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The Last Goodbye

Mortality is the undeniable truth associated with life. Every beginning has an ending and he who takes birth has to die someday. Death is peaceful, says those who have had a narrow escape. Then what is it that makes death traumatic? The life that is taken away. We all have valuables in our possession. Even the thought of losing them can frighten us. Life, indeed, is such a valuable thing. Only the living can understand this and it is the loved ones of the deceased who feel the pain of losing. Many ways to share their gratitude, a thousand ways to remember but maybe, only a single way to say their ‘last goodbye’- a funeral.

The Hindus cremate in funeral pyres while Christians inhumane in cemeteries. Every religion and even those having no religion believes that the dead should have their last rites with dignity.

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Countries form when such different communities come together and live as one. Singapore, one of the fastest growing nations witnessing development at the speed of light,harbors a diverse population. Malay, Chinese, Indians and British who came as slaves or colonials have shaped the Singaporean culture in the way it is today. For an island nation exhibiting such a diversity and rapid development, growing population is a major concern. The challenge to provide living space comes at the cost of cemeteries being buried under development projects. Not all favor such an outcome and the government often has to deal with a massive outcry. The dilemma between development and individual and communal dignity is not easy to balance yet strategies and schemes have been planned to ensure an intermediate solution.

Burial, cremation and columbaria are most common funeral practices in Singapore. The Choa Chu Kang Cemetery complex is the only one which facilitates burial. The cost of a niche ranging from $140 for a child to $315 for an adult and $ 940 for religions other than Muslim, Ahmadiyya Jama’at, Jewish, Parsi and Bahai. With effect from 1 November 1998, the burial period for all graves has been limited to a period of fifteen years after which the graves will be exhumed and for those religions which permits cremation, the remains will be cremated and the ashes given to the relatives for burial or to be kept in columbaria. For those religions in which cremation is not permitted, smaller individual plots will be provided to the deceased.

Mandai Crematorium and Columbarium complex is a government owned crematoria center while Kong Meng San PhorKark and TseTohAum Temple are private crematories. The price being $100 for adults and $50 for children below the age of five to $700 -900 in private crematoria along with urns. Cremated ashes can be stored at home or scattered in sea about 1.5 nautical miles south of PulauSemakau. The ashes of the deceased can also be stored at columbaria niches. Mandai Columbaria and Choa Chu Kang Columbaria supported by the government are the only two columbaria in Singapore. It doesn’t seem aesthetical to book a niche in columbaria or cemetery but ensuring a place for the loved ones after their death and to avoid future hikes in rates, it does seem reasonable. A number of funeral Singapore service providers could be found over the net to organize funerals including wreaths, coffins and everything else that is required.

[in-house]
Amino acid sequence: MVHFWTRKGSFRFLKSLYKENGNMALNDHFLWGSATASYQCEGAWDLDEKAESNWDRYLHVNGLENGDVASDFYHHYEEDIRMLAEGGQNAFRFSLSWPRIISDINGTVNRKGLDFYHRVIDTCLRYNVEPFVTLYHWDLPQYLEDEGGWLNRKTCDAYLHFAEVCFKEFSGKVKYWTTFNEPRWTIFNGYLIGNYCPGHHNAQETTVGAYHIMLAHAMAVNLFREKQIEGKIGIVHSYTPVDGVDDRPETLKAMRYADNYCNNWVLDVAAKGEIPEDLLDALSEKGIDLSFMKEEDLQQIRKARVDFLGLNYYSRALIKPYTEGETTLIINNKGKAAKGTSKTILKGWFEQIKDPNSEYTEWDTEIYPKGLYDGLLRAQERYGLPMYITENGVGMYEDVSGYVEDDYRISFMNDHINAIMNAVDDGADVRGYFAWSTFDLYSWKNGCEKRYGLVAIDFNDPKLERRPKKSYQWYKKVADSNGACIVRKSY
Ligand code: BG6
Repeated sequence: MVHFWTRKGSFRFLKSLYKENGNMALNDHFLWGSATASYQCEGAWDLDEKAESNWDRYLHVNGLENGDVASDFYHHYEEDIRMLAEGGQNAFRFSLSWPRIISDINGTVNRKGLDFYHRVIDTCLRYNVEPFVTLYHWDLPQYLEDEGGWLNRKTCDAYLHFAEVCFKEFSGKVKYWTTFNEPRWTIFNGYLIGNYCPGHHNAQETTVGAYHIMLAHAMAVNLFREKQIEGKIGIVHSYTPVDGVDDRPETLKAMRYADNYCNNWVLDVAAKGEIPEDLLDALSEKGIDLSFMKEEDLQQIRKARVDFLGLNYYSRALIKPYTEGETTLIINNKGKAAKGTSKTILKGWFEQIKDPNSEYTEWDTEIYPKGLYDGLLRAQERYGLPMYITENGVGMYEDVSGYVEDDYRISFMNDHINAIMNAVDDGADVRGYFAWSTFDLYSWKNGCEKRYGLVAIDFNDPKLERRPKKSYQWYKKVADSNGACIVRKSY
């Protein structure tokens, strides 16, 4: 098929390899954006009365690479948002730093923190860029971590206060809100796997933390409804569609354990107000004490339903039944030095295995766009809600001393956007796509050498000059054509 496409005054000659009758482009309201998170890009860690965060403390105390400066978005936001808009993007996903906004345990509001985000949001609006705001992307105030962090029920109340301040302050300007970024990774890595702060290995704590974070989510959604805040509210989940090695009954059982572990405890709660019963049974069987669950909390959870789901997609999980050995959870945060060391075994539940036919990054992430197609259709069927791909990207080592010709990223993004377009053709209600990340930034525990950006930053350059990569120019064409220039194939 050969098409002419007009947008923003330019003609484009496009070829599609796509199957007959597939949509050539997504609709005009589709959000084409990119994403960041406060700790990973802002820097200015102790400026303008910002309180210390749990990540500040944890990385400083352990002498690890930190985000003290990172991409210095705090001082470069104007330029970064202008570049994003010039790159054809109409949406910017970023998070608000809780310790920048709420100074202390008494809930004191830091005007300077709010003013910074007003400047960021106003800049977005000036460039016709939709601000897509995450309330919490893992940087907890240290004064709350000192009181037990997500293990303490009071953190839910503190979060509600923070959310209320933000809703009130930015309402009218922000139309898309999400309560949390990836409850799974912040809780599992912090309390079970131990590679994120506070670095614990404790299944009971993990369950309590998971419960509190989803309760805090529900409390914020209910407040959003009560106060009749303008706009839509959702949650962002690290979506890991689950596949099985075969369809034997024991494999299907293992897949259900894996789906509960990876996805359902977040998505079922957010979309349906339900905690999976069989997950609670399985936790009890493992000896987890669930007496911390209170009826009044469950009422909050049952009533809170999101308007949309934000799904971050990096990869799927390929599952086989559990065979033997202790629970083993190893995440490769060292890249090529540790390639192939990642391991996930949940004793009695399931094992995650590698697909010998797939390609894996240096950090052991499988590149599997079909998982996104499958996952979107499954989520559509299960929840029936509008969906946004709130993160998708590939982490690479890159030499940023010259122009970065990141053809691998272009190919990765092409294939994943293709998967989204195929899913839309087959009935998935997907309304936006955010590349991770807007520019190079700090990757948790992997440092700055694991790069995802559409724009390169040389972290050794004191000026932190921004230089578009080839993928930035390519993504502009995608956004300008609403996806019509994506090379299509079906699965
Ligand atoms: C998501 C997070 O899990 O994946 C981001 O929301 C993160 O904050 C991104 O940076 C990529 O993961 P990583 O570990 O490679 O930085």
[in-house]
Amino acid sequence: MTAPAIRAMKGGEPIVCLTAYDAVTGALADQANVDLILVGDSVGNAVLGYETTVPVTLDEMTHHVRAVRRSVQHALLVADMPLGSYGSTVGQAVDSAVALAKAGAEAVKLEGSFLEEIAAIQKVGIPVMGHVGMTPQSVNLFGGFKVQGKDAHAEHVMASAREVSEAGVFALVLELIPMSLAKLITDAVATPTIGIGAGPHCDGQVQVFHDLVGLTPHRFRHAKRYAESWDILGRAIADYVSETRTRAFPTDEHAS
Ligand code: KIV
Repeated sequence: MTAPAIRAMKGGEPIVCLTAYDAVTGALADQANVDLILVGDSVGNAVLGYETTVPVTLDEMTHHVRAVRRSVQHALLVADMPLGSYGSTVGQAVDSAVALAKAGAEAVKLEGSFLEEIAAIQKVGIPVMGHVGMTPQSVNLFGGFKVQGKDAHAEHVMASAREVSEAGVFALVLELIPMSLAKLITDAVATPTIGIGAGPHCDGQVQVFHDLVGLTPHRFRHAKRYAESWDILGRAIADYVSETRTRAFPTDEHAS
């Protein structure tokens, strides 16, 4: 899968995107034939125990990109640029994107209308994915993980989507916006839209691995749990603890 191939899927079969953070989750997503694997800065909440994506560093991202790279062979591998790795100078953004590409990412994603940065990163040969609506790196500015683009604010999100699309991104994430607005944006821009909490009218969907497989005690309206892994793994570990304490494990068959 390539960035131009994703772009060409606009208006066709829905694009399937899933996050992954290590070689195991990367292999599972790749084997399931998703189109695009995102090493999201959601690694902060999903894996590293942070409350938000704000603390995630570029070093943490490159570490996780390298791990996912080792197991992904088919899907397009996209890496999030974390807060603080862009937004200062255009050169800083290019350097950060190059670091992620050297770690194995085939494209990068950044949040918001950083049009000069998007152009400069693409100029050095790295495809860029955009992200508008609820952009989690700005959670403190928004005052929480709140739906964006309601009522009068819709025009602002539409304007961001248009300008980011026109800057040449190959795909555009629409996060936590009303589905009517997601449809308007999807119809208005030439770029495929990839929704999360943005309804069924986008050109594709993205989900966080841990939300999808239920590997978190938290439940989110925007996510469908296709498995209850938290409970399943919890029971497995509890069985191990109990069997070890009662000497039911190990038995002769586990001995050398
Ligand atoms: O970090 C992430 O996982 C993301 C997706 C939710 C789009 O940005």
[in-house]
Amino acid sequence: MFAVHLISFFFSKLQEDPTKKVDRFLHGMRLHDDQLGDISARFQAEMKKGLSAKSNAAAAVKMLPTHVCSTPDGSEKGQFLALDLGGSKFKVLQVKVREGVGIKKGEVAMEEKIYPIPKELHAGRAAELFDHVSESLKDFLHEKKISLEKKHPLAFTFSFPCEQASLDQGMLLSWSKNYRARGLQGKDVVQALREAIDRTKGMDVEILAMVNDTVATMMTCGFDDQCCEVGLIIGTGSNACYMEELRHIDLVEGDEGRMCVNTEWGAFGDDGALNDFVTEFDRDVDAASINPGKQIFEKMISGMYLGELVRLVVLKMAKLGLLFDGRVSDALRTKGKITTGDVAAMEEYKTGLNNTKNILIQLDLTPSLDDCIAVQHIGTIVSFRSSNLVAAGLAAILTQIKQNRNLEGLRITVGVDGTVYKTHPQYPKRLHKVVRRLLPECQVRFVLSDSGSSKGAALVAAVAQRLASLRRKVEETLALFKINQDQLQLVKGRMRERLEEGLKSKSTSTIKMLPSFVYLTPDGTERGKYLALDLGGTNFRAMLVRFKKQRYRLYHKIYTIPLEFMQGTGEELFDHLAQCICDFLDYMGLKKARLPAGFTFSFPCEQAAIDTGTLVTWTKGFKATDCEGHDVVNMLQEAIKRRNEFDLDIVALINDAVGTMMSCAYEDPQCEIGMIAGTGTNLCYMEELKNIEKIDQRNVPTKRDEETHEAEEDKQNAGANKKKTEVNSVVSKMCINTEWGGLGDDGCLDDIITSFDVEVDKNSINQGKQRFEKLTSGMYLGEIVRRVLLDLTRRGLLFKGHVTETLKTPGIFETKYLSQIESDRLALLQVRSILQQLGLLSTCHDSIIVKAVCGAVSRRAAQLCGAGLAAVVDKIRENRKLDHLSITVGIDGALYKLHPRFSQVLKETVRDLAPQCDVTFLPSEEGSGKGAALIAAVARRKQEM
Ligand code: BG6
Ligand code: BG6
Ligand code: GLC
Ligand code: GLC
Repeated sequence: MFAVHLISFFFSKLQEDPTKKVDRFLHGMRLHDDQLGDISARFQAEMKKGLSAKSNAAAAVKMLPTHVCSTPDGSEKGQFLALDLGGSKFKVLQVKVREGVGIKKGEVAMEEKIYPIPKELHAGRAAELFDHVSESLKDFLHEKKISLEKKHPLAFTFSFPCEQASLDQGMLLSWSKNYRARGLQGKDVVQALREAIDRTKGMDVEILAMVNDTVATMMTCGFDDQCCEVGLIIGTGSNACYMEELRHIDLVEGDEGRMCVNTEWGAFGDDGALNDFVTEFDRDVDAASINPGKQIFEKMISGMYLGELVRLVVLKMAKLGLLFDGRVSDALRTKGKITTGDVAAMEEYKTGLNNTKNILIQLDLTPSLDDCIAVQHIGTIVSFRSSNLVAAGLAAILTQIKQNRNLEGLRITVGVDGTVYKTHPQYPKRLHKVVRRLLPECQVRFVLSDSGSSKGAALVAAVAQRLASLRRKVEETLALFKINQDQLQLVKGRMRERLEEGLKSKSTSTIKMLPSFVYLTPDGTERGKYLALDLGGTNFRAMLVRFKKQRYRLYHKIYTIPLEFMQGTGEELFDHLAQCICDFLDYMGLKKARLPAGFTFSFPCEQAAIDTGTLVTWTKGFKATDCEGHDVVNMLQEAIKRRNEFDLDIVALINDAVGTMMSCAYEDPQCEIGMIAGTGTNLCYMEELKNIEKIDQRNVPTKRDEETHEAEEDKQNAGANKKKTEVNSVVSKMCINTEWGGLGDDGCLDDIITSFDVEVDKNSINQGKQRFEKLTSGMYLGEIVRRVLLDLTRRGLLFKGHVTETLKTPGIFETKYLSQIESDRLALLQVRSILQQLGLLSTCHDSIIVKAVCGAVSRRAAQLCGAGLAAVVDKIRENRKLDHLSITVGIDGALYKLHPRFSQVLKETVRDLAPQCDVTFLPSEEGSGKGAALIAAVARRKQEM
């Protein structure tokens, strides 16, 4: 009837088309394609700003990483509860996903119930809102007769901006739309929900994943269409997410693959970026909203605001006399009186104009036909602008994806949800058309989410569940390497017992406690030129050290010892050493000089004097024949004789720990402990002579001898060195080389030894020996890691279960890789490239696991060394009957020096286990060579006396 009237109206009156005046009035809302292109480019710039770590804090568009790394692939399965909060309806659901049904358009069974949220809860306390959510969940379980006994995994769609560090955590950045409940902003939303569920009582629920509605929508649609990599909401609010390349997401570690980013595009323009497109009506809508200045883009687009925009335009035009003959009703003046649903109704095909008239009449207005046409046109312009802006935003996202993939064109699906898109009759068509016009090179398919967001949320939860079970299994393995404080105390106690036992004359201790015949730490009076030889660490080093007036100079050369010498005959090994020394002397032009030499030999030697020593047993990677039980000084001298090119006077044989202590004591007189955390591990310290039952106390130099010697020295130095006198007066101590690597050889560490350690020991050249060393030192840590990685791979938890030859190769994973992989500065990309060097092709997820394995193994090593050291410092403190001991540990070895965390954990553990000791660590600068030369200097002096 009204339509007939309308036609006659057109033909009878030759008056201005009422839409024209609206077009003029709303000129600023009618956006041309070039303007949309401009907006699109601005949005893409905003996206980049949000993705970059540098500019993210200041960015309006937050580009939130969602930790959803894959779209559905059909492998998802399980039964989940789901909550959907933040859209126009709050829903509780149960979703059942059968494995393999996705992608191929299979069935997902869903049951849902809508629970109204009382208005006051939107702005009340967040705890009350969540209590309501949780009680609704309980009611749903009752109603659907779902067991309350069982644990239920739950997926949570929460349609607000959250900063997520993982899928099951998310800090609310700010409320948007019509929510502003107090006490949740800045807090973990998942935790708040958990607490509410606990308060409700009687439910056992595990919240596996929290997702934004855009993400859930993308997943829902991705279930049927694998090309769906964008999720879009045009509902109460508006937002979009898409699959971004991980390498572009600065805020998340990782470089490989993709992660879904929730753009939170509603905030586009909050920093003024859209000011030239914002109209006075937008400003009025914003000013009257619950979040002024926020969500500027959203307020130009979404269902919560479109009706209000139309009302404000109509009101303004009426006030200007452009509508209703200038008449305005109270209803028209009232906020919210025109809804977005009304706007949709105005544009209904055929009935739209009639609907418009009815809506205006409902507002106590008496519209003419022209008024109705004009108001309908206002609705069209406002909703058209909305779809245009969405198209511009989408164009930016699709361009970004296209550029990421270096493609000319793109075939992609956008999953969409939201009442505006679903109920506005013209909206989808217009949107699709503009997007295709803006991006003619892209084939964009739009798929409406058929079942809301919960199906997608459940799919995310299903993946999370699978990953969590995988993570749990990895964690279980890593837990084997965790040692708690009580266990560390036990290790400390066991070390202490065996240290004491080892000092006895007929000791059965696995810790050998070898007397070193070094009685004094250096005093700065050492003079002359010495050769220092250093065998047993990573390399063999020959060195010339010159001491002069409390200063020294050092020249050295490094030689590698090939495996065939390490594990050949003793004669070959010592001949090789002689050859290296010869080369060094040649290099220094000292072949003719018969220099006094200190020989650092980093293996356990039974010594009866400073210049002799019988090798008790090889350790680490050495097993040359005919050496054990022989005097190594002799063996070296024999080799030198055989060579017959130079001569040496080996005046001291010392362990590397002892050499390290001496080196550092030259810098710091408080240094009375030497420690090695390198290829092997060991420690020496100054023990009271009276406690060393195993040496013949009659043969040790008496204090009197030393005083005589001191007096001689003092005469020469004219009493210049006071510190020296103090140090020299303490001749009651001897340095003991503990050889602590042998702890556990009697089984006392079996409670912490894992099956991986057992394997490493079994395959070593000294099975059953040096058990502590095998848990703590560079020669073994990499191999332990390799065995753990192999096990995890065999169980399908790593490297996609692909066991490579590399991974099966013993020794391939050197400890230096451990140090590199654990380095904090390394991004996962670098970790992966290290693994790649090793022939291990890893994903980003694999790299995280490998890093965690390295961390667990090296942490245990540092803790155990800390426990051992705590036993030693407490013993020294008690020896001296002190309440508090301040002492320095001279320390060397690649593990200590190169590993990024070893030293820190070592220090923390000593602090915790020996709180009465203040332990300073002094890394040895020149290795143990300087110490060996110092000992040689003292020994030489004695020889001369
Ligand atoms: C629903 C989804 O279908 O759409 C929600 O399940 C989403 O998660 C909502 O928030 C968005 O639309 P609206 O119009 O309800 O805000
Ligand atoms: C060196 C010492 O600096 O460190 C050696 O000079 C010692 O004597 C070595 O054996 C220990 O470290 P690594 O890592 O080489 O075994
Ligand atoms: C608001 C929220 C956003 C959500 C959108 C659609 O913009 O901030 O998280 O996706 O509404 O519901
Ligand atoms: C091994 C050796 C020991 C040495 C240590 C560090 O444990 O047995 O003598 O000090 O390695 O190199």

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Another burial site in Singapore named after the English ship-owner George Henry Brown, the Burkit Brown is one of the oldest cemeteries which face disappearance owing to construction projects for residential area. The concerned citizens are outraged to protect this heritage whose preservation seems inevitable seeing the scarcity of land. A sacrifice of history to benefit the nation’s assets may seem indispensable but should not be completely destroyed so as to deprive the country of its cultural wealth.

Heading towards a substantial development, every nation aims to provide its citizens the ‘ideal’ life. To cope up with the problems of burying the dead is not confined to Singapore alone. Large countries with densely populated regions also has to face such circumstances, solutions to which scientifically and technically could be more than one can count on its fingers but may not please the religious soul or individuals morals. Strategies can only work out if they are properly planned and receive support from the people.

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